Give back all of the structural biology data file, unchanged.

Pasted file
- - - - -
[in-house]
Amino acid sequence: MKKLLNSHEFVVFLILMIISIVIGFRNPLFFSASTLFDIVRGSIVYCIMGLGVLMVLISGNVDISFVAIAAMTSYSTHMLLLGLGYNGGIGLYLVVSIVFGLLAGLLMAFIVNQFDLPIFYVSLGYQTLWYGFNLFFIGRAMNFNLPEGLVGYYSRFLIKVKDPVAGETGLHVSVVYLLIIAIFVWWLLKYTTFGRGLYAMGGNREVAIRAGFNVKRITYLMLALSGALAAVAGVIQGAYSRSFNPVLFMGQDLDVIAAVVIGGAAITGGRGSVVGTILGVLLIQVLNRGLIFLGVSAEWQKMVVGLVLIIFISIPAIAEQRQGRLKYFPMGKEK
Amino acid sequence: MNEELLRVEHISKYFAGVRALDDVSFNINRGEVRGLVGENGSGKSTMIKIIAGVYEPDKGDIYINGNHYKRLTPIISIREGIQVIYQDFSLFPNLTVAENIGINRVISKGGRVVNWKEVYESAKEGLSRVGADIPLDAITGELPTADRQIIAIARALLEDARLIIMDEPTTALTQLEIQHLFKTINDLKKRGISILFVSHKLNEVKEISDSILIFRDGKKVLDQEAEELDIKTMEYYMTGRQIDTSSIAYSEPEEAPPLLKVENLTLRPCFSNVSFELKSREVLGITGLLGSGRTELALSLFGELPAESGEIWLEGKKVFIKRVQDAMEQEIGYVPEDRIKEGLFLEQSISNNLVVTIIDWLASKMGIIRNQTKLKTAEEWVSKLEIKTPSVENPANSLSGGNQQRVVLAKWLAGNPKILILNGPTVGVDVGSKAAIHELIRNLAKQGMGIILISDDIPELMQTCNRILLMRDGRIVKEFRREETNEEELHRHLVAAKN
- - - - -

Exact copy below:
[in-house]
Amino acid sequence: MKKLLNSHEFVVFLILMIISIVIGFRNPLFFSASTLFDIVRGSIVYCIMGLGVLMVLISGNVDISFVAIAAMTSYSTHMLLLGLGYNGGIGLYLVVSIVFGLLAGLLMAFIVNQFDLPIFYVSLGYQTLWYGFNLFFIGRAMNFNLPEGLVGYYSRFLIKVKDPVAGETGLHVSVVYLLIIAIFVWWLLKYTTFGRGLYAMGGNREVAIRAGFNVKRITYLMLALSGALAAVAGVIQGAYSRSFNPVLFMGQDLDVIAAVVIGGAAITGGRGSVVGTILGVLLIQVLNRGLIFLGVSAEWQKMVVGLVLIIFISIPAIAEQRQGRLKYFPMGKEK
Amino acid sequence: MNEELLRVEHISKYFAGVRALDDVSFNINRGEVRGLVGENGSGKSTMIKIIAGVYEPDKGDIYINGNHYKRLTPIISIREGIQVIYQDFSLFPNLTVAENIGINRVISKGGRVVNWKEVYESAKEGLSRVGADIPLDAITGELPTADRQIIAIARALLEDARLIIMDEPTTALTQLEIQHLFKTINDLKKRGISILFVSHKLNEVKEISDSILIFRDGKKVLDQEAEELDIKTMEYYMTGRQIDTSSIAYSEPEEAPPLLKVENLTLRPCFSNVSFELKSREVLGITGLLGSGRTELALSLFGELPAESGEIWLEGKKVFIKRVQDAMEQEIGYVPEDRIKEGLFLEQSISNNLVVTIIDWLASKMGIIRNQTKLKTAEEWVSKLEIKTPSVENPANSLSGGNQQRVVLAKWLAGNPKILILNGPTVGVDVGSKAAIHELIRNLAKQGMGIILISDDIPELMQTCNRILLMRDGRIVKEFRREETNEEELHRHLVAAKN